United States District Court, E.D. Missouri, Eastern Division
MEMORANDUM AND ORDER
W. SIPPEL UNITED STATES DISTRICT JUDGE
Grand Juror Doe (Juror) filed a complaint in this Court
seeking a declaratory judgment that Missouri laws
criminalizing Juror's disclosure of information about her
experience on a State of Missouri grand jury are
unconstitutional as applied. Juror alleged that these
Missouri statutes violate her free speech rights under the
First Amendment to United States Constitution. Defendant St.
Louis County Prosecuting Attorney Robert McCulloch moved to
dismiss the complaint on numerous grounds including the
doctrine of abstention.
5, 2018, I issued an order granting McCulloch's motion to
dismiss based on abstention. I stated that Juror should
address her request to be released form her oath of secrecy
with the State of Missouri. On June 20, 2018, the United
States Court of Appeals for the Eighth Circuit ruled that
instead of complete abstention I should have stayed
Juror's First Amendment claim while Juror exhausted her
state court remedies on state law grounds. On July 18, 2018,
I issued an order that modified my order of May 5, 2016. The
order stayed Juror's constitutional claims under
Railroad Commission of Texas v. Pullman, 312 U.S.
496 (1941) to be reopened, if necessary, after her state law
claims were resolved in state court.
meantime, Juror had filed a petition for relief in state
court. In that petition she asserted a claim under the First
Amendment in addition to state law claims. Juror expressly
stated in the petition that she did not want the state court
to rule on that claim but was reserving it if her case
returned to federal court. Juror reserved her First Amendment
claim under an England reservation. England v.
Louisiana State Board of Medical Examiners, 375 U.S.
411, 421-422 (1964) (allowing a federal claim to be reserved
for future litigation in federal court after a state court
has resolved state law claims).
state court, in addition to her First Amendment claim, Juror
sought a declaration that that section 540.320 RSMo should be
interpreted as no longer being applicable or valid as applied
to Juror. She also sought a declaration from the court that,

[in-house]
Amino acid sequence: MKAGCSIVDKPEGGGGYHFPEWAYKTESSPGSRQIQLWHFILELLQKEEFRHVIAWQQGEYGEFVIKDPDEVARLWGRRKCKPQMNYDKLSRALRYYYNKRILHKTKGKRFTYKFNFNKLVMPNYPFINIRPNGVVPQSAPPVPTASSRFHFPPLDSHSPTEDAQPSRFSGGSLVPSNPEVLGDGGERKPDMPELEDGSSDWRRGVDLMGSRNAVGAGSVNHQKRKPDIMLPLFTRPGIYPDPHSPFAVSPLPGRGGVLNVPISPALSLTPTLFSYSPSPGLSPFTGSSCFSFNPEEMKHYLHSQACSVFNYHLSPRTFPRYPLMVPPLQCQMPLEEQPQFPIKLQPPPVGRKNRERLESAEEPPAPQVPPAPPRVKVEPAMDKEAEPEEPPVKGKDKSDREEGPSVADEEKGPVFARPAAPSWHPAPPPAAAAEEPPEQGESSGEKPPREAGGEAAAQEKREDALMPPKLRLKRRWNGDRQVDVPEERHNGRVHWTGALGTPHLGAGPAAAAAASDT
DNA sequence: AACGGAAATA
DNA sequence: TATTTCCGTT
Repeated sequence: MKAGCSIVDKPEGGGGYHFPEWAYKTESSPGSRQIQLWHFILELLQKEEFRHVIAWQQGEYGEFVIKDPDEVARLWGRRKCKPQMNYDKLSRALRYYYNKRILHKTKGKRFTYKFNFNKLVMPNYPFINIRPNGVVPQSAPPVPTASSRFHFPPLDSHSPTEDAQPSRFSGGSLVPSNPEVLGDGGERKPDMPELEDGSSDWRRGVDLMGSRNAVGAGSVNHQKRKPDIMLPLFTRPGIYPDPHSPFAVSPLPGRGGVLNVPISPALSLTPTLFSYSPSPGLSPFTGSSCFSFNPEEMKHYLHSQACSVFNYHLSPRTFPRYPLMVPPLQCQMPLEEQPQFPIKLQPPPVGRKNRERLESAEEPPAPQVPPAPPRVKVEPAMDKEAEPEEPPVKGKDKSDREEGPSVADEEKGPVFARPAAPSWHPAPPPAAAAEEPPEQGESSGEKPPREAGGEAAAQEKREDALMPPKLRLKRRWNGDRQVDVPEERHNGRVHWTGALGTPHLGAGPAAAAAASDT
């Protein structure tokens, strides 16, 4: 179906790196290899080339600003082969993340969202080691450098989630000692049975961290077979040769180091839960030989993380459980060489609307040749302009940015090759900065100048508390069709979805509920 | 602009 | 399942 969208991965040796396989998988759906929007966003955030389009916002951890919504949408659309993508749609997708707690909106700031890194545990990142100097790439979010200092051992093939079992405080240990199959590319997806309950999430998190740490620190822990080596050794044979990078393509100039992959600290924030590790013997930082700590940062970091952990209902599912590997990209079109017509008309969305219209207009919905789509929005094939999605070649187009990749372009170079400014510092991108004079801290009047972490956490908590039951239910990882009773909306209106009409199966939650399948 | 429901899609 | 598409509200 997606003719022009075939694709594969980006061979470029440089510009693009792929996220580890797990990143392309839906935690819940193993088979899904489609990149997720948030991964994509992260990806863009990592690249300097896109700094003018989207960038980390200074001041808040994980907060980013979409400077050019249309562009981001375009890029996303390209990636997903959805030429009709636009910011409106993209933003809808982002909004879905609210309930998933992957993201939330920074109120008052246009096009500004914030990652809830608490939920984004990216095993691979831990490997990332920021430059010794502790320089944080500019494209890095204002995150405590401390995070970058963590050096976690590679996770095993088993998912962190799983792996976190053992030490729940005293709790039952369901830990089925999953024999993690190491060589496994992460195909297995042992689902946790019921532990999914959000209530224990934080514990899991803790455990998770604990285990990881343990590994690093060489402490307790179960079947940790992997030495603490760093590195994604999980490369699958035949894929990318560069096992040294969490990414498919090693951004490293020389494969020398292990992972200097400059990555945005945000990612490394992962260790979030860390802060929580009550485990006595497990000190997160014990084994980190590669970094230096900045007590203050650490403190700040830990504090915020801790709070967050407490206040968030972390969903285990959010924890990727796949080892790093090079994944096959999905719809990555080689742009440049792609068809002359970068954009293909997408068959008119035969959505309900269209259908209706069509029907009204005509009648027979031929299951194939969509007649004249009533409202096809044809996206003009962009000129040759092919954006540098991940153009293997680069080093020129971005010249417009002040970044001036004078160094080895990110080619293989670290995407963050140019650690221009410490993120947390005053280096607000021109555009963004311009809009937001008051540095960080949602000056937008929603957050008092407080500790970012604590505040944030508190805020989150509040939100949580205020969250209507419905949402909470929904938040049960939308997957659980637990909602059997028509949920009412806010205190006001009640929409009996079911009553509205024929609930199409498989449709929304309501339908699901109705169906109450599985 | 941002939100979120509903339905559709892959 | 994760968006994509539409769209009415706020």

based on the disclosures in the case by McCulloch, Juror
should be released from her oath to keep her grand jury
state trial court denied Juror's petition. The court
reasoned that because the state court retains the inherent
authority to hold Juror in contempt for violating her
obligations as a grand juror, the court had jurisdiction to
rule on all of Juror's claims in her petition. As a
result, the court reached Juror's First Amendment claim.
The Missouri Court of Appeals affirmed the decision.
conclusion of the state court litigation, Juror returned to
this Court and sought to reopen her case for the resolution
of her First Amendment claim. Defendant McCulloch filed an
opposition to the motion to reopen.
argued that the state court appropriately reached the First
Amendment issue and that its ruling should be given
preclusive effect under the Full Faith and Credit Clause, 28
U.S.C. § 1738. MCulloch relies on the case of San
Remo Hotel, L.P. v. City and County of San Francisco,
545 U.S. 323 (2005) in support of his position. In that case
a federal court stayed the plaintiffs' constitutional
takings claims subject to a Pullman abstention. The
plaintiffs attempted to reserve their federal claims when
they returned to state court. After losing in the state court
the plaintiffs returned to federal court to reassert their
federal takings claims. The district court dismissed the
claims under the Full Faith and Credit doctrine because the
state court had interpreted the relevant substantive state
takings law coextensively with the federal law that had been
stayed in federal court. The Supreme Court affirmed that
argues that the state trial court performed a similar
analysis in the present case. The trial court stated that the
resolution of Juror's state law claims required the court
to reach the First Amendment issue because Missouri may not
offer fewer protections (under the free speech clause of the
Missouri constitution) than is required under the federal
constitution. [Doc. 68-2 p.13 n5]
the San Remo decision turned on the fact that the
plaintiffs broadened their claims in state court and
effectively asked the state court to “resolve the same
federal issues they asked it to reserve.” San
Remo, 545 U.S. at 341. The Court stated that an
effective reservation of a federal claim under
England was dependent upon the plaintiff not taking
any action to broaden the state court action beyond the state
law issues. Id. at 340.
present case, nothing in the record before me indicates that
Juror broadened the scope of her state law claims to include
the First Amendment claim she reserved in this Court. As a
result, I will grant Juror's motion to reopen this
IT IS HEREBY ORDERED that Plaintiff Grand Juror Doe's
motion to reopen this matter  is GRANTED.
FURTHER ORDERED that a scheduling conference is set on July
18, 2018 at ...